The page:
I’m enjoying a nice bright set of colors for a flip cup today and treating myself to a slightly larger canvas panel. I had given this panel a good coat of gesso in advance so I was hoping to avoid any of the bending and warping problems I’ve had with panels in the past.
Yummy, those colors! But how would they work together. As usual, my orange tried to take over but I think I reined it in with the tilt. There were some nice cells straight from the cup but with the tilting and the torching, I did lose much of the large cells, although I got a lot of very pretty small and detailed ones. It would probably have been nicer if I had simply tilted it a little more and not used the torch – but you just don’t know until it’s done and torching is not something you can take back!
I was happy that this one dried exactly as it was poured. The surface was very smooth, the panel didn’t warp at all and the colors stayed lovely and bright. It’s quite a subtle painting in the end, nothing shocking or with a lot of contrast but the colors are pretty and I think someone will like it.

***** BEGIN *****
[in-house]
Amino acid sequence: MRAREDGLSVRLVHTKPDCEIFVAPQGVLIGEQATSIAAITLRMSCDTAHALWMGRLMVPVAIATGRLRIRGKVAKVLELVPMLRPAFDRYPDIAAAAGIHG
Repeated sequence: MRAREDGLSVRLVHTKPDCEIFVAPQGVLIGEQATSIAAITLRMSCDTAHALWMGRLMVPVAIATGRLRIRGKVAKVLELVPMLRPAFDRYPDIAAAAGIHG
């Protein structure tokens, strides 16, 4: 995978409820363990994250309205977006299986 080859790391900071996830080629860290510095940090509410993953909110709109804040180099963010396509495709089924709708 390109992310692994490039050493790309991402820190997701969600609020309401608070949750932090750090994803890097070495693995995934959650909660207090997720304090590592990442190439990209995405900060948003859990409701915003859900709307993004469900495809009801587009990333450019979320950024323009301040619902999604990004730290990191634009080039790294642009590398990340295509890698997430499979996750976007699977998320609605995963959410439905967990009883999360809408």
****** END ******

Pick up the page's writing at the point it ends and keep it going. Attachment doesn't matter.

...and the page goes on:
Check out the slideshow below for pictures wet and dry and some close ups of the details. Don’t forget to PIN this article and video for later – pinnable image at the bottom of this article.
After being told in high school that she was so bad at art that she should switch to another subject, Deby didn’t paint again for 35 years. Then a stroke released a new wave of creativity and she began exploring with dot painting, abstract and eventually acrylic pouring, and at last the joy of working with color returned.
You don’t need ‘talent’ to be an acrylic pouring artist – just enthusiasm, some basic instruction, and a willingness to try, fail and try again. Paint along with her and learn from her many mistakes, and you’ll soon make great art together.